[1] http://vog.github.io/shasplit/


I have a 500Gb portable hard disk that gets appended to daily and cycled every 2 years. Plus a digitalocean VM which gets rsynced to daily.

Oh and a VS320 DLT which gets done when I can be arsed as that has a two decade shelf life. It and the drive live in a 400kg fire safe.

And I print all my photos on 10x8 paper that are worth keeping.

And I have CDs for music still.

Edit: see a lot of people relying on just cloud services. Don't do that. Shit does go missing and fail. And I bet you don't test your multi-gigabyte cloud drop until you need to restore it which is bad juju.


Dropbox. (Google Drive is not stable enough, and I have too many things on Google already)

One mistake I made with Dropbox is installing it on one of my linux servers, on my server I moved Dropbox folder, and it made Dropbox believe that I have deleted everything on my server. So it deleted most of my files, and recovering it was a mess. Even talking after talking with Dropbox support, I couldn't recover everything :(.

Looking for a better solution, but I need the cloud as I want to be able to access some of the files from my phone.


1. I keep working data on my laptop, and archived data/media on a desktop machine in my home.

2. Both are backed up to Time Machine to a network drive, and also with Arq to Glacier.

3. I keep important documents in Dropbox.

This gives me "Oh shit, I deleted a file" protection from Time Machine and Dropbox, two local copies of all media and data in case of hardware failure or machine loss, and a last-ditch offsite Glacier backup.

Works well, and Arq isn't that pricey if using only Glacier.


I have independently reached the same conclusions. Glacier for photos / videos backup and Dropbox / time machine for everything else.


BackBlaze has worked well for me:

http://www.backblaze.com/

easy to restore, and works silently in the background.


I've been reading up on Backblaze but don't they require you keep a local copy and they only keep history for 30 days before its wiped?


Yes. I use them; the other bad thing you might read about is that to download encrypted stuff, you need to enter your password on their server.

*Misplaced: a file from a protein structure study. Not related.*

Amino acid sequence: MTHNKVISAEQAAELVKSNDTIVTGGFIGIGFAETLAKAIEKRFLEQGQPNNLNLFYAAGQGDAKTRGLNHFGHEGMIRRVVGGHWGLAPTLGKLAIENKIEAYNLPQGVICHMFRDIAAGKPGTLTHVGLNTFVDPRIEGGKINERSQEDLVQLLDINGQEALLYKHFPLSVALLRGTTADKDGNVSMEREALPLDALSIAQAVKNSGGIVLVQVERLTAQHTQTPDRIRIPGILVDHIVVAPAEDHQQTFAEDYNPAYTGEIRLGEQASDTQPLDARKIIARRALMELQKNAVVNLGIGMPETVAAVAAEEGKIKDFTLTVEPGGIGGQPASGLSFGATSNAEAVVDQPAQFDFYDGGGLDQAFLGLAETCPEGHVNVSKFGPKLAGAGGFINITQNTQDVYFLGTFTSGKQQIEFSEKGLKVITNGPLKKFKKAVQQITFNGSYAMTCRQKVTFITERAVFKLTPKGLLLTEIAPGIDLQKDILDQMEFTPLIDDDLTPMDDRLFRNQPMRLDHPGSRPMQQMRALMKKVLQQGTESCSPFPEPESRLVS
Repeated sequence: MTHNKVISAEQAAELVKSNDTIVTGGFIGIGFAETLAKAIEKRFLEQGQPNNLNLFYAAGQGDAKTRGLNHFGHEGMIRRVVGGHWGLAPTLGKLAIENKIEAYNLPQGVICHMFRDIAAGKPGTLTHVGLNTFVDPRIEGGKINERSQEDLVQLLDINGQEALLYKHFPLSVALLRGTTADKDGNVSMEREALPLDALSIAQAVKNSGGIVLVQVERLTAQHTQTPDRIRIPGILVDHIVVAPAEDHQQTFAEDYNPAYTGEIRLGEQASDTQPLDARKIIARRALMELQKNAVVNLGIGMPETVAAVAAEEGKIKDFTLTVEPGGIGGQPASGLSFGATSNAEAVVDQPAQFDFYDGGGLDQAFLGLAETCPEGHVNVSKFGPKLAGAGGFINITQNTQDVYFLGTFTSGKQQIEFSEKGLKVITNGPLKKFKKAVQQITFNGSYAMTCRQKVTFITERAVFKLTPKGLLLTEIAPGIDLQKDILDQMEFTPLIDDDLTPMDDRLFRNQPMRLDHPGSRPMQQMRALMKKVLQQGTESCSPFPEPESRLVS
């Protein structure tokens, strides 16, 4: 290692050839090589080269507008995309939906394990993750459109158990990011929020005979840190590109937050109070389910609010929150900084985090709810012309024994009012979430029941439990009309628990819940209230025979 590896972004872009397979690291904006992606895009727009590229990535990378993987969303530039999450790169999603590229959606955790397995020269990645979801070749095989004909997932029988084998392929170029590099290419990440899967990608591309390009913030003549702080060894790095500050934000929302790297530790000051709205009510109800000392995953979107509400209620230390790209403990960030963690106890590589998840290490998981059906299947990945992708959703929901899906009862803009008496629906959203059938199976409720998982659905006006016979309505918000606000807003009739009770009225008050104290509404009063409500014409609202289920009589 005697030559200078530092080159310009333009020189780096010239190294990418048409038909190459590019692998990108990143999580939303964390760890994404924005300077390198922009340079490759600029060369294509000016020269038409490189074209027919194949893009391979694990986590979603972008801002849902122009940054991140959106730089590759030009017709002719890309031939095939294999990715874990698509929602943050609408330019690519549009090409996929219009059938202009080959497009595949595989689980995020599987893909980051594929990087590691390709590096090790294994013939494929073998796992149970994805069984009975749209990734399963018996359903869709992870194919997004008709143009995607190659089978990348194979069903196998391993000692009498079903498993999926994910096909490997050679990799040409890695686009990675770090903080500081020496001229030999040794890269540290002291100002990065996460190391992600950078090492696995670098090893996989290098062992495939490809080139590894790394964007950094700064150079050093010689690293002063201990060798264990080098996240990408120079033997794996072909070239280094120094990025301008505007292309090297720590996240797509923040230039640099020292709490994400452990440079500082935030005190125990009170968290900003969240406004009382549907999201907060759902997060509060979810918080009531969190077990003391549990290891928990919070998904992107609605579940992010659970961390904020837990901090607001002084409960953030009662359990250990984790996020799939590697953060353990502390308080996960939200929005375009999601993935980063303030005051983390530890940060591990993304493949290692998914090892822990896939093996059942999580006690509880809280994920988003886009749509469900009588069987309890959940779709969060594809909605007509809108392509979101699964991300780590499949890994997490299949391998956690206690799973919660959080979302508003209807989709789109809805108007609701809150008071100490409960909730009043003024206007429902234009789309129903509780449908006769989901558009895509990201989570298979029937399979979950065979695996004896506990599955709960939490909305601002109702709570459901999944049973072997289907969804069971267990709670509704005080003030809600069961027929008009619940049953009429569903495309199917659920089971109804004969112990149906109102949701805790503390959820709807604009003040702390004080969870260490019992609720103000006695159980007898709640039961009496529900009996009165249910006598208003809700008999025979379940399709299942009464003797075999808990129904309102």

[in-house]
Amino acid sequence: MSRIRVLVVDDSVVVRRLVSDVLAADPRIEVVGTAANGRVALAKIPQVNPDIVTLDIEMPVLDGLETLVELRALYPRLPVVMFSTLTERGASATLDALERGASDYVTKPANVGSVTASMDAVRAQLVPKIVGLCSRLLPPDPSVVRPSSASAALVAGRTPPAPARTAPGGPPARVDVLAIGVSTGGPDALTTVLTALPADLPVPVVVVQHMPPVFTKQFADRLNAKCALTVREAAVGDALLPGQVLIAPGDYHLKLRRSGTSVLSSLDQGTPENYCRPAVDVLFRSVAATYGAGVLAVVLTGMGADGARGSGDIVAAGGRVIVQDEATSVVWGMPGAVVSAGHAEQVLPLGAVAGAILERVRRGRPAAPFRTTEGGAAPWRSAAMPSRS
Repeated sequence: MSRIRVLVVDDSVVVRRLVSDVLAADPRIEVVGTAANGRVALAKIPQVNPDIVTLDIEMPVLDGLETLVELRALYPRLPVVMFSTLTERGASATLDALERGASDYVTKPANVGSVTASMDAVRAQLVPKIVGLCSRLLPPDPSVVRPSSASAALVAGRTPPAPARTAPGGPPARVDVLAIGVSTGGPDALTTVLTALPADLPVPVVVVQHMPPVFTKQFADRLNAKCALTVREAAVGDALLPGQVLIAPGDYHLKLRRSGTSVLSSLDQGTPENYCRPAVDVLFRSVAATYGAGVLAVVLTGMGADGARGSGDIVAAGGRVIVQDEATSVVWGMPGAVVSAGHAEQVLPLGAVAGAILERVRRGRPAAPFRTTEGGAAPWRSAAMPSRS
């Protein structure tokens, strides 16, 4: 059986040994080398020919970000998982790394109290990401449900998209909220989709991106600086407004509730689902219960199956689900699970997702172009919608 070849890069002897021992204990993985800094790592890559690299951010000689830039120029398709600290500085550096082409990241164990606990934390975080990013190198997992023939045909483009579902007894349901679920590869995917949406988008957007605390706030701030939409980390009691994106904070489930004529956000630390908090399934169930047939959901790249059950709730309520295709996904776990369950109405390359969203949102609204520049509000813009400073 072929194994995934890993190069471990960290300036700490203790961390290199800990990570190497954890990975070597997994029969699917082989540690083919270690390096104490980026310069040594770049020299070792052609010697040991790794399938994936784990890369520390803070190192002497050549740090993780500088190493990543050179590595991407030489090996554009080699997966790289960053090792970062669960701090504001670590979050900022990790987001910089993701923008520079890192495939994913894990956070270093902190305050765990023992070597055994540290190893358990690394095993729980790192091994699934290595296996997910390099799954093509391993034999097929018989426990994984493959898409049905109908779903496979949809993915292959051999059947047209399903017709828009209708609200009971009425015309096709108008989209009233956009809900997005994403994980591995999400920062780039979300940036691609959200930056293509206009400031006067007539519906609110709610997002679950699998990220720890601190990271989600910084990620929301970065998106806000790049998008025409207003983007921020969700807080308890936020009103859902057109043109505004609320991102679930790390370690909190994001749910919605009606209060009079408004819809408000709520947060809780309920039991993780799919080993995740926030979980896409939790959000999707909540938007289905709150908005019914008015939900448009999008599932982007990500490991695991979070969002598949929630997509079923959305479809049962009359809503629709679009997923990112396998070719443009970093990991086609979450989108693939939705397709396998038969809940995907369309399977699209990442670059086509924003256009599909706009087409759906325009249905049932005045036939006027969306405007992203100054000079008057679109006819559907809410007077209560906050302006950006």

So I'm curious then, given those flaws, why still use Backblaze as it doesn't seem to be a true cloud backup? Would feel more like a cloud Time Machine


Disclaimer: I'm a Backblaze employee. Backblaze tends to be extremely simple to use. After installation, you enter your email address and a password (on the client side) and you are now CORRECTLY configured. By default, Backblaze backs up any and all files on your computer. You don't have to pick and choose folders, write a script, setup a second computer at your Mom's house, nothing. There are only 3 billing options: $5/month (utterly unthrottled and no size limits), or if you pay for 1 year up front it is $50, pay for two years it is $95.

Simple and "just works" makes some customers happy, but Backblaze isn't perfect for everybody. If you like playing with your backups, scripting them, configuring machines, excluding folders - Backblaze will drive you crazy as you fight to control it. For example, if you add a new folder of images to your computer, Backblaze will push them to our datacenter unless you EXPLICITLY exclude that folder. Some customers would like an option that all new folders ARE NOT backed up until they "add" them to the backup. Backblaze must be thought of as a complete solution - if it doesn't fit your needs, we can highly recommend other more scriptable products to you.

There is no shame that we only fit the needs of a subset of customers, our biggest challenge is communicating what we do and do not do clearly so we don't waste your time.